Throughout the 2000s, flight simulators continued to improve, but I didn’t pay any attention until sometime in 2020 when I heard that an amazing new version of Microsoft Flight Simulator (MSFS) would be released in August. I started reading articles and watching preview videos, thinking that it might be interesting to play with, since like many people, I was stuck at home due to the pandemic. Early in 2020, I had also started to get heavily involved in orchestral composition with sample libraries, so I decided I would wait a while before trying MSFS 2020. I was working with a composition coach and had started entering some competitions.

But by mid-September, the MSFS videos I was seeing were just too exciting. It was clear that MSFS 2020 was something entirely new and different, using modern cloud computing to model the entire world in incredible detail and with beautiful graphic quality. Not to mention airplanes! So I bought it, and within a month, I had upgraded to a new computer and monitor to run it better. My music took a back seat.

Why Is This Still Interesting?

Human dreams of flight started long before the Wright Brothers, and my personal dreams of flight started early in my life. Since I was also interested in travel and in foreign languages, I guess I hit the jackpot with the job I recently retired from, which would send me on international trips 6-8 times a year over many years. I spent a lot of time over the Atlantic and Pacific. And I spent some 120 hours at the controls of small airplanes (including flight instruction time) – a “low time” pilot for sure, but I’m grateful for the experiences and the memories.

With all that, you might think a flight simulator would pale in comparison. It’s definitely not the same as real flight but it still holds my interest for a few reasons:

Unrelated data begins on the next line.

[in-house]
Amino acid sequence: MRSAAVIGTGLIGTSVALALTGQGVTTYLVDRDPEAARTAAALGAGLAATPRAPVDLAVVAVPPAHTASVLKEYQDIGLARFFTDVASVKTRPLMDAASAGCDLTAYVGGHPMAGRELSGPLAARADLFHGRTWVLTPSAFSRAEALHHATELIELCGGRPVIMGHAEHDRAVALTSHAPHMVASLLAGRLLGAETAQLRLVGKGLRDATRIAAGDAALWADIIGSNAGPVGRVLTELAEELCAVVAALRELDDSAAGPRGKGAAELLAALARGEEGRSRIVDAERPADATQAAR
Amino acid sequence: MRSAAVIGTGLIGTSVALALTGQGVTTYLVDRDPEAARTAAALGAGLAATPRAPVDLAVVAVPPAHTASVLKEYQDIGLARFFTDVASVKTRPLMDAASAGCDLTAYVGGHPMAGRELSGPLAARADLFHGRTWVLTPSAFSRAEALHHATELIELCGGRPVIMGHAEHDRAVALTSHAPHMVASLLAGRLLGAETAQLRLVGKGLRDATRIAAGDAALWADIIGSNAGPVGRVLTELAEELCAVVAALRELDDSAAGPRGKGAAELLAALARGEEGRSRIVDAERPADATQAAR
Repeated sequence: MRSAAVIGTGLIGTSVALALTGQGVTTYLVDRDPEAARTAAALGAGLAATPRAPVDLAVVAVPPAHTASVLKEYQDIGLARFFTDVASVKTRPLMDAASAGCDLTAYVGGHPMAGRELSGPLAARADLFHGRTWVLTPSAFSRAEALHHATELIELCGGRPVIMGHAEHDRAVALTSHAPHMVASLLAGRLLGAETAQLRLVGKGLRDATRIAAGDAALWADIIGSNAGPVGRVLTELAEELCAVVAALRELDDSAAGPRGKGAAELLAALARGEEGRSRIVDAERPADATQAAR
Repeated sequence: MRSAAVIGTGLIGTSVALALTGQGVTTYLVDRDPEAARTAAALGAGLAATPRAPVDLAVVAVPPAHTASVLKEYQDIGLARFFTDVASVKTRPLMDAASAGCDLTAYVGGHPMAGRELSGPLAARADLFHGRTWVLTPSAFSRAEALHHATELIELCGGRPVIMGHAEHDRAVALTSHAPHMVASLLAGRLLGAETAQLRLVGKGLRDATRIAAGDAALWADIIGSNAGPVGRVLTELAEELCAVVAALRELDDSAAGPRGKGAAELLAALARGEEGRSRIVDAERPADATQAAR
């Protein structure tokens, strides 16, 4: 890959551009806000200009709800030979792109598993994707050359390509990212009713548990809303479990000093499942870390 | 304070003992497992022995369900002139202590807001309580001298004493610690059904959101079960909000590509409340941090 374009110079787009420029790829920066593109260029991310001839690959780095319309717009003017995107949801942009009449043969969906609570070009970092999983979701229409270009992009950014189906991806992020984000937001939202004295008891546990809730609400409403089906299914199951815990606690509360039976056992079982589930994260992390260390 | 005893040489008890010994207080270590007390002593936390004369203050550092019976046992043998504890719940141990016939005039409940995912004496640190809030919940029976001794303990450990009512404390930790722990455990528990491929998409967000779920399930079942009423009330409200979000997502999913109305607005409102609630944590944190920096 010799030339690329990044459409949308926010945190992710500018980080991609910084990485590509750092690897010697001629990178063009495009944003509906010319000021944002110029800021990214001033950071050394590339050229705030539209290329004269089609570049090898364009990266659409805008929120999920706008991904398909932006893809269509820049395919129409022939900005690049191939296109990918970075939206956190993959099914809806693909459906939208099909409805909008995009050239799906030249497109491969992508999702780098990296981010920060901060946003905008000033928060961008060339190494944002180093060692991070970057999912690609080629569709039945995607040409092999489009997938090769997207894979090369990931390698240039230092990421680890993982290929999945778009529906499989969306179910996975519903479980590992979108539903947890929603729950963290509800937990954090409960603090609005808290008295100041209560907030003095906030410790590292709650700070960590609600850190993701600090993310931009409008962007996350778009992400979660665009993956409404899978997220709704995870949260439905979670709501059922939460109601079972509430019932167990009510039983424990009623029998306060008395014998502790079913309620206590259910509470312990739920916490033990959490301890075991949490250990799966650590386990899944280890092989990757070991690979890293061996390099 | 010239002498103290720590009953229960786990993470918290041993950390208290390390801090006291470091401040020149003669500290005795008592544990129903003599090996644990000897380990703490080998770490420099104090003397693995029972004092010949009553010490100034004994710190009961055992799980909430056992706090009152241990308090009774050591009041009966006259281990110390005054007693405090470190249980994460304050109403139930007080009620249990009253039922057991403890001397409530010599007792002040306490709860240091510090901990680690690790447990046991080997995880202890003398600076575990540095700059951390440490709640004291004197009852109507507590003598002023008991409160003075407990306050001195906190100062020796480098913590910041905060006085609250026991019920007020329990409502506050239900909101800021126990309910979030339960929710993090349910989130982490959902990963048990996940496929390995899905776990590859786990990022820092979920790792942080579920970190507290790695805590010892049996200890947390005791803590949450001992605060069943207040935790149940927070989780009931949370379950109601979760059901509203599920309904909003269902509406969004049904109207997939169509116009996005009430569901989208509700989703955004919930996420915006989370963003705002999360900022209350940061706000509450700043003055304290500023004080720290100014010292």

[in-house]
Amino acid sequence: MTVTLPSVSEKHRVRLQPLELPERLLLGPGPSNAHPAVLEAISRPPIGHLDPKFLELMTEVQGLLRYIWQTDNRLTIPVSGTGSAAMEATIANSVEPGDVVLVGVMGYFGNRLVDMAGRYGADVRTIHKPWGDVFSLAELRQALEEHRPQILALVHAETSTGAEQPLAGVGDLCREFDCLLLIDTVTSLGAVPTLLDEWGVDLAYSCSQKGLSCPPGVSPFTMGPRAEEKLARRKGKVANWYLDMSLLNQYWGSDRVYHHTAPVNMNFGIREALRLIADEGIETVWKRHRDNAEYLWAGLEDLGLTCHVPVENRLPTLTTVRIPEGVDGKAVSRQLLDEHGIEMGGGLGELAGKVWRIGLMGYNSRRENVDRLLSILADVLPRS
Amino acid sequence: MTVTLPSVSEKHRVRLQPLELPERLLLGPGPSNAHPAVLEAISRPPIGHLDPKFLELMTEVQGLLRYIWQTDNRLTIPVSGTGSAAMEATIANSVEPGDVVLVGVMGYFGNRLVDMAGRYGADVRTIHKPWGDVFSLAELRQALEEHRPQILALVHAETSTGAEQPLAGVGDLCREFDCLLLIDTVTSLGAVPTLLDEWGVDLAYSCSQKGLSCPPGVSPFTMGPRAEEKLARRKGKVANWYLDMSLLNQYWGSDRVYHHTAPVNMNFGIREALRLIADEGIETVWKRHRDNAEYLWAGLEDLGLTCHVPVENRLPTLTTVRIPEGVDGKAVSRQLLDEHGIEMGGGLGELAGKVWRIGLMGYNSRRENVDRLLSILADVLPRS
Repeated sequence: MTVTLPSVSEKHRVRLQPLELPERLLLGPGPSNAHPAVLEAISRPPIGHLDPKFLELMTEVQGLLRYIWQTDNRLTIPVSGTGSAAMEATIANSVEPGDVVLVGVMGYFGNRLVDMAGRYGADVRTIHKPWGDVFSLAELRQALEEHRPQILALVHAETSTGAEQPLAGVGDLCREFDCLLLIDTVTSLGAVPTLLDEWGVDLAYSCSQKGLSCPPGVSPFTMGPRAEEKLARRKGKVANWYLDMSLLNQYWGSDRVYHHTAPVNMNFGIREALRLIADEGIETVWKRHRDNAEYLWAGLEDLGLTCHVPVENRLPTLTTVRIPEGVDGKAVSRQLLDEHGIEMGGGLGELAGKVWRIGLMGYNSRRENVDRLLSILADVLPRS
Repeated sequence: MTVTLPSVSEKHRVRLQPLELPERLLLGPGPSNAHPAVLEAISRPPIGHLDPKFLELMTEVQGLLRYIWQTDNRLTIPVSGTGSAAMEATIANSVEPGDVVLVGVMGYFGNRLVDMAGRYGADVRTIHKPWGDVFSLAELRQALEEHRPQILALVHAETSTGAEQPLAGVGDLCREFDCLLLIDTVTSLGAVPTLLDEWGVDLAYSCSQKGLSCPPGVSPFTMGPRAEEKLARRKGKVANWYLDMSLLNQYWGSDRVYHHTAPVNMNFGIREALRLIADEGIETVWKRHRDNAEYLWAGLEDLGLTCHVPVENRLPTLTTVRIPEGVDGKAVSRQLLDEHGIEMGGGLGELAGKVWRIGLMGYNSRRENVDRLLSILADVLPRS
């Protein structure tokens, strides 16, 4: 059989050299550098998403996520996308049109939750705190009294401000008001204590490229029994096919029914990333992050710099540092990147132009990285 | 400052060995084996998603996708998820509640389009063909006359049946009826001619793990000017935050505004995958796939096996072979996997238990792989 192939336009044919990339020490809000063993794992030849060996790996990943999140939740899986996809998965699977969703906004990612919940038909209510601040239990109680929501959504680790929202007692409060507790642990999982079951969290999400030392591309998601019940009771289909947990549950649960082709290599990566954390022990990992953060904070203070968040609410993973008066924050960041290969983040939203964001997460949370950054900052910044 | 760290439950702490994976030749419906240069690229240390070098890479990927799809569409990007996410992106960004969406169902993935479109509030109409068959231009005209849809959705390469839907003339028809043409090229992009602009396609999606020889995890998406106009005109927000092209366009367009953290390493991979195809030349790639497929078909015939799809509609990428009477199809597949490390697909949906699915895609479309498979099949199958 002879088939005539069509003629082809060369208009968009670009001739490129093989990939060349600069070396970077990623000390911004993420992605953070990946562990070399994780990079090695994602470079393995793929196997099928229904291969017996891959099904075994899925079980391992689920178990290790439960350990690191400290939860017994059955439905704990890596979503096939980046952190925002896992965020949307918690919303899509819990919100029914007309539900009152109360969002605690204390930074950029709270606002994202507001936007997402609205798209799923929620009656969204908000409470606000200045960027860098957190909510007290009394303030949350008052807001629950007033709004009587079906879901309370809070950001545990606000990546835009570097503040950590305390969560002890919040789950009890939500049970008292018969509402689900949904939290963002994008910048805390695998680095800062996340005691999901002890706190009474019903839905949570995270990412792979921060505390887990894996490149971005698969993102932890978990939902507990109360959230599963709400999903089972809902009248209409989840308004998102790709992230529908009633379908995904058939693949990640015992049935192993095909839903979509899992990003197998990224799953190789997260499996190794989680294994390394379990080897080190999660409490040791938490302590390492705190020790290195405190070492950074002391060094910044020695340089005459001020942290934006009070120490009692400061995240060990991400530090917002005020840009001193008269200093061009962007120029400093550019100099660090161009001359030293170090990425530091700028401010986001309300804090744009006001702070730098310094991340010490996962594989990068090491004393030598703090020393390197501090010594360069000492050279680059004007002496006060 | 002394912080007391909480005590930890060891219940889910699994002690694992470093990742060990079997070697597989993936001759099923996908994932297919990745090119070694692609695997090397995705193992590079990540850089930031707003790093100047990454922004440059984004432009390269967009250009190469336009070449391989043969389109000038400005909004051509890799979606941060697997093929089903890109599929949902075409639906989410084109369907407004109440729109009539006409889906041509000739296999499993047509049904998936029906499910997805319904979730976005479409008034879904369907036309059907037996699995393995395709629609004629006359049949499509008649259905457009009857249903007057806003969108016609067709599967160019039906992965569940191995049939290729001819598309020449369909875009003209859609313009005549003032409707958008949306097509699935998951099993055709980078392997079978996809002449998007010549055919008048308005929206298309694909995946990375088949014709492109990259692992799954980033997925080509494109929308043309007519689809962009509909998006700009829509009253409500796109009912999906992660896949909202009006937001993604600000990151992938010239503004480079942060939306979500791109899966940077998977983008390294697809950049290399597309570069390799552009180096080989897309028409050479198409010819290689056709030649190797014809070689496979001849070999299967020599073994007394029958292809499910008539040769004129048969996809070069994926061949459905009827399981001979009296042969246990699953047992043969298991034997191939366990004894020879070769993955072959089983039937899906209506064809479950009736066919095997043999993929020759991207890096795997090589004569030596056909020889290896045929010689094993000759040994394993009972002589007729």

• It exercises the same “muscle memory” as real flight – the simulation is accurate enough to follow similar flight procedures and see similar results, both good and bad.
  • The simulated world and systems are accurate enough to allow for realistic flight planning, including “Live Weather” based on real-world data.
  • If I choose to navigate visually (VFR) in a familiar area, my real-world knowledge applies directly, which is quite satisfying. So I can navigate by "IFR" (“I follow roads”).
  • I never learned to use advanced GPS flight navigation systems that have become widespread in recent years, but now I have – and the simulated systems are very close to the real ones, which is fun to experience. So I can navigate by IFR (“instrument flight rules”).
  • Using multiplayer features and communication software, I can fly and talk with other sim pilots from anywhere in the (real) world. On many group flights, I have toured national parks and various international destinations, adding some of them to my “must visit” list for future real travel. New Zealand is at the top of my list once it opens for international visitors. 
  • I can learn what it’s like to fly airplanes I could never experience in real life, from a Stearman biplane to an F-14 Tomcat to a Boeing 787. Is it exactly the same? Of course not, but the better models highlight the critical flight characteristics and flight systems, rewarding you for handling them correctly, and "punishing" you for mistakes (RTFM to minimize this).
  • The childhood model airplane builder in me appreciates that I can easily acquire a collection of visually stunning airplane models that I can also fly in the simulator, unlike the plastic models from years past (though I still have a few die cast models of favorite airplanes).
  • As I mentioned in an earlier post, virtual travel is also a big attraction for me. It’s especially fun to fly around cities I know well from years of business travel, especially Tokyo, Paris, Seoul, and London. I like to recognize familiar sights and discover new ones I plan to visit.

Finally there is VR, a totally different way to experience simulated flight, where you feel like you are inside a cockpit and where clouds and buildings look 3D and startlingly real and massive mountains truly look massive.